What Does China’s Move To Block Australian Imports Tell Us About Its Trade War With Trump?

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So Australia has called for an investigation into China’s role in the coronavirus’ spread worldwide, and now China has hit back by moving to ban imports of Australian barley and beef. At least that’s what’s being reported by various news outlets. Many ‘experts’ and media pundits have been sympathetic towards the Chinese government during its ongoing trade dispute with the U.S.; a dispute most have blamed on President Donald Trump.

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But China’s response to the Australian government’s desire to investigate the worldwide spread of the coronavirus, suggests that the communist country has not been this beacon of fair trade who the “racist” “Orange Man Bad” treats unfairly; as the media tries to portray it.

On the contrary, China is not averse to using its own economic might to force countries; even as large as Australia, to bend the proverbial knee.

Earlier today, the Asia Times website reported that “Australian Trade Minister Simon Birmingham is seeking talks with counterpart Zhong Shan after Beijing moved earlier this week to block imports of Australian barley and beef.”  

Birmingham said: “You’ve got hundreds of thousands of people who’ve died, millions who’ve lost their jobs and billions who’ve had their lives disrupted, the least the world can expect is that there be an investigation and Australia’s far from a lone voice in advancing that,”.

Clearly, Australia thinks this move by Beijing is in response to its call for a coronavirus probe. However, China claims different. Asia Times reports that “China has cited alleged technical breaches of trade rules for its decision on Tuesday to suspend beef shipments from four meat abbatoirs, including one with Chinese ownership, and its earlier threat to slap higher duties on Australian barley exports.”

Related: Trump, WHO, China & the Coronavirus

But as the reports adds: “Beijing has used apparent technical trade violations in the past as a political and diplomatic lever, and had issued veiled threats of reprisals in late April over Canberra’s call for a virus probe.”

But whether China is doing this over Australia’s call for a coronavirus inquiry, or because of alleged Australian breaches of trade rules; it doesn’t take away from the fact that China is not averse to using the very tactics the Western media have maligned Trump for.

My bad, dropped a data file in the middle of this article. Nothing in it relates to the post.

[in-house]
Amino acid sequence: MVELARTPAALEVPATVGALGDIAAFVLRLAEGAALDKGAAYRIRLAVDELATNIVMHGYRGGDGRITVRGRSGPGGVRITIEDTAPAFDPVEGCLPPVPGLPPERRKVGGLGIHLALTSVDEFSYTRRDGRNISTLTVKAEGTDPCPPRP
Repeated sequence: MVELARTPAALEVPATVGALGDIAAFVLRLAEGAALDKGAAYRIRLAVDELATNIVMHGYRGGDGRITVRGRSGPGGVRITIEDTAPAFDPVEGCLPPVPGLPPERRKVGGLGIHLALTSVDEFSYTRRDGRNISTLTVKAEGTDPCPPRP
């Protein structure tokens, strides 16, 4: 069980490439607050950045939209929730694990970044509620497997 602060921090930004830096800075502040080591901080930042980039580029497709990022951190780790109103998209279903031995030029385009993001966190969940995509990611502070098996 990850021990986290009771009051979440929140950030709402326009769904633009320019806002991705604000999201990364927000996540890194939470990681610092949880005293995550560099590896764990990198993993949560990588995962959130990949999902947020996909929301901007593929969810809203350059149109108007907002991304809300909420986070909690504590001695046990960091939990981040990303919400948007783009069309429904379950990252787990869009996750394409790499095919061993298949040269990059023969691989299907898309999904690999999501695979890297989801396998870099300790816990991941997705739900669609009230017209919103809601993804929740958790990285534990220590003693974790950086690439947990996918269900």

And this isn’t only happening between China and Australia. As this CNBC report states: “China’s relations with the U.K. are also appearing strained, with the U.K.’s Foreign Secretary Dominic Raab saying that Britain cannot return to “business as usual” with China in the aftermath of the pandemic. He said the U.K. wants a global “deep dive” investigation into the origins of the outbreak.”

Another country calling for an investigation into the virus; another country China has “strained relations” with.

Which brings us back to the question of who’s to blame for the recent trade war between the U.S. and China.

Marc Thiessen argues that “Those who suggest Trump started this trade war with China have it backward. Beijing has been waging economic warfare on the United States for years — stealing our intellectual property, forcing our companies to transfer technology as a price of doing business in China and subsidizing state-owned enterprises to prevent U.S. businesses from competing in dozens of sectors of the Chinese economy.”

Thiessen adds that with Trump, “The difference now is Chinese leaders are facing a president who is willing to fight back.”

There’s no doubt based on the historical precedent, that China has been and continues to be extra aggressive on the world trade front. Blaming Trump for engaging in a trade war with China, when that country is currently involved in trade disputes with myriad countries; is not just convenient, but is a cop-out typical of the left.

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Dean Nestor

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